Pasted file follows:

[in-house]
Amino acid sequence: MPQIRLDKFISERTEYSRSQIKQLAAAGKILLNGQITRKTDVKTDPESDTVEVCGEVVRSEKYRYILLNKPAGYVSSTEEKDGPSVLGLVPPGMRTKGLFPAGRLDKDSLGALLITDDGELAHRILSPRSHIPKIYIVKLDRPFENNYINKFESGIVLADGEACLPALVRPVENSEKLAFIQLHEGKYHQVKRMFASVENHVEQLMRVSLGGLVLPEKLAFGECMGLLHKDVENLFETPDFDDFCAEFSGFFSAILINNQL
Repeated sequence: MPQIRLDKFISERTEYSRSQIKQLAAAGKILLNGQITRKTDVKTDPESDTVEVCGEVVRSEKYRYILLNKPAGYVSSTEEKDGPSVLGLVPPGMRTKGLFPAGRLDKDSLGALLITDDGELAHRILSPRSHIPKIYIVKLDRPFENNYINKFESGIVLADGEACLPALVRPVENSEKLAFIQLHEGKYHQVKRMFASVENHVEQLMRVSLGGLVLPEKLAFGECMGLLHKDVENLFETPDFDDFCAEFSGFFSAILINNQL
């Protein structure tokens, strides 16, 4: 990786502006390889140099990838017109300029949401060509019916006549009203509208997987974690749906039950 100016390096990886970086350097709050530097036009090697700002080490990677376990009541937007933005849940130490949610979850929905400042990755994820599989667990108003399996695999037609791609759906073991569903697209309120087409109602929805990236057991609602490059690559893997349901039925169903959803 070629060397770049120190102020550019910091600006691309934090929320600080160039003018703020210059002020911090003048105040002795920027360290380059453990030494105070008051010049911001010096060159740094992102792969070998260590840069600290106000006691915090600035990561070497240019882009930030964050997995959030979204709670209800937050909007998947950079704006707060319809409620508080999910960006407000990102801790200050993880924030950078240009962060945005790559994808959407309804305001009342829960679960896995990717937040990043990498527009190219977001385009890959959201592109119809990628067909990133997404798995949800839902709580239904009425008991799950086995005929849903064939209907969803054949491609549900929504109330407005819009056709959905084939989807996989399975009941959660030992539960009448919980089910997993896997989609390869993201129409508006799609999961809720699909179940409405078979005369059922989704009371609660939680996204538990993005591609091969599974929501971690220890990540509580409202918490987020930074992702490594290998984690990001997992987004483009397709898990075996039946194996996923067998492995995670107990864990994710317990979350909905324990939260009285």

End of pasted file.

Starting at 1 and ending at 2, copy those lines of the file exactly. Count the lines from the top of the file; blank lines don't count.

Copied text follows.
[in-house]
Amino acid sequence: MPQIRLDKFISERTEYSRSQIKQLAAAGKILLNGQITRKTDVKTDPESDTVEVCGEVVRSEKYRYILLNKPAGYVSSTEEKDGPSVLGLVPPGMRTKGLFPAGRLDKDSLGALLITDDGELAHRILSPRSHIPKIYIVKLDRPFENNYINKFESGIVLADGEACLPALVRPVENSEKLAFIQLHEGKYHQVKRMFASVENHVEQLMRVSLGGLVLPEKLAFGECMGLLHKDVENLFETPDFDDFCAEFSGFFSAILINNQL